Ambiguity attitudes and social interactions: An experimental investigation
AbstractThis paper reports the results of experiments testing prevalence of non-neutral ambiguity attitudes and how these attitudes change as a result of interpersonal interactions. To address the first question we conducted experiments involving individual choice between betting on ambiguous and unambiguous events of the subject’s choice. We found that a large majority of subjects display ambiguity neutral attitudes, many others display ambiguity incoherent attitudes, and few subjects display either ambiguity-averse attitudes or ambiguity-seeking attitudes. To address the second question we designed a new experiment with a built-in incentive to persuade. We found that interpersonal interactions without incentives to persuade have no effect on behavior. However, when incentives were introduced, the ambiguity neutral subjects were better able to persuade ambiguity seeking and ambiguity incoherent subjects to adopt ambiguity neutral choice behavior and, to a lesser extent, also ambiguity averse subjects. Copyright Springer Science+Business Media New York 2013
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Bibliographic InfoArticle provided by Springer in its journal Journal of Risk and Uncertainty.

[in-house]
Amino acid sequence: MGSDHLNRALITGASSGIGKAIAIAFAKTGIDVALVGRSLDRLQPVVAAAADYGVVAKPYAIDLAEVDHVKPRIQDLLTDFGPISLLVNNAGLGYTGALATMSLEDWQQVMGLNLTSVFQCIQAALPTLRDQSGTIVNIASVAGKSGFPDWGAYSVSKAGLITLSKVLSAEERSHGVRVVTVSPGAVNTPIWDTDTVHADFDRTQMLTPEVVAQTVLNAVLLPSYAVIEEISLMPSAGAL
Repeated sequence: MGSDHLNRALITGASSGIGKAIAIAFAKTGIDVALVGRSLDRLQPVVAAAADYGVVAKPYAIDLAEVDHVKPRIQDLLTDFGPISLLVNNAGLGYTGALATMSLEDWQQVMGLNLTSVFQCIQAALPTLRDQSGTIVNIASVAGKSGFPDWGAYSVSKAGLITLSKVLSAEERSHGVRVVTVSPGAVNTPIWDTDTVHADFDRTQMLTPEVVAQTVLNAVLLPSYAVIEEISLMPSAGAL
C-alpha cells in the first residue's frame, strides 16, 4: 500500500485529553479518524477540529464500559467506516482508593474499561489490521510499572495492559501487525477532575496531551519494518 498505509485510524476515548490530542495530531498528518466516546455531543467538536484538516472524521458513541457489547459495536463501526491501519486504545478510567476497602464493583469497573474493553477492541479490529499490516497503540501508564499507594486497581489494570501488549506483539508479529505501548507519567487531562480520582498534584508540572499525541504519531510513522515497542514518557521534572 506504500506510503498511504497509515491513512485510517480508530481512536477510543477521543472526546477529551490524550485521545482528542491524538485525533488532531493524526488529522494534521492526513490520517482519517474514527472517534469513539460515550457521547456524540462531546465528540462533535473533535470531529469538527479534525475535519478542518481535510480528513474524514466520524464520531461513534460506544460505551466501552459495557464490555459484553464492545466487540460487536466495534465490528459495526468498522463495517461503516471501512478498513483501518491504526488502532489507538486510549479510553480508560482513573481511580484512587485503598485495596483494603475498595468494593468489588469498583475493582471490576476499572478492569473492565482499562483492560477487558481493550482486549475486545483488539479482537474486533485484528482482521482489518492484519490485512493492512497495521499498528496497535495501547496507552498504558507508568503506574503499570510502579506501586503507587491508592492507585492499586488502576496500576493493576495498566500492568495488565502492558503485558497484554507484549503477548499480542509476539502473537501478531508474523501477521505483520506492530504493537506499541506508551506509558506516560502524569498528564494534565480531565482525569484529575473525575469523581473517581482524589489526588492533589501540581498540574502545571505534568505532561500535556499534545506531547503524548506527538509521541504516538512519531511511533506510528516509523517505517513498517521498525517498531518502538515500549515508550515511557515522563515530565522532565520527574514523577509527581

Volume (Year): 46 (2013)
Issue (Month): 1 (February)
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Web page: http://www.springerlink.com/link.asp?id=100299
Ambiguity aversion; Ambiguity attitudes; Ellsberg paradox; D81; C91; C92;
Other versions of this item:
- Gary Charness & Edi Karni & Dan Levin, 2012. "Ambiguity Attitudes and Social Interactions: An Experimental Investigation," Economics Working Paper Archive 590, The Johns Hopkins University,Department of Economics.
- D81 - Microeconomics - - Information, Knowledge, and Uncertainty - - - Criteria for Decision-Making under Risk and Uncertainty
- C91 - Mathematical and Quantitative Methods - - Design of Experiments - - - Laboratory, Individual Behavior
- C92 - Mathematical and Quantitative Methods - - Design of Experiments - - - Laboratory, Group Behavior
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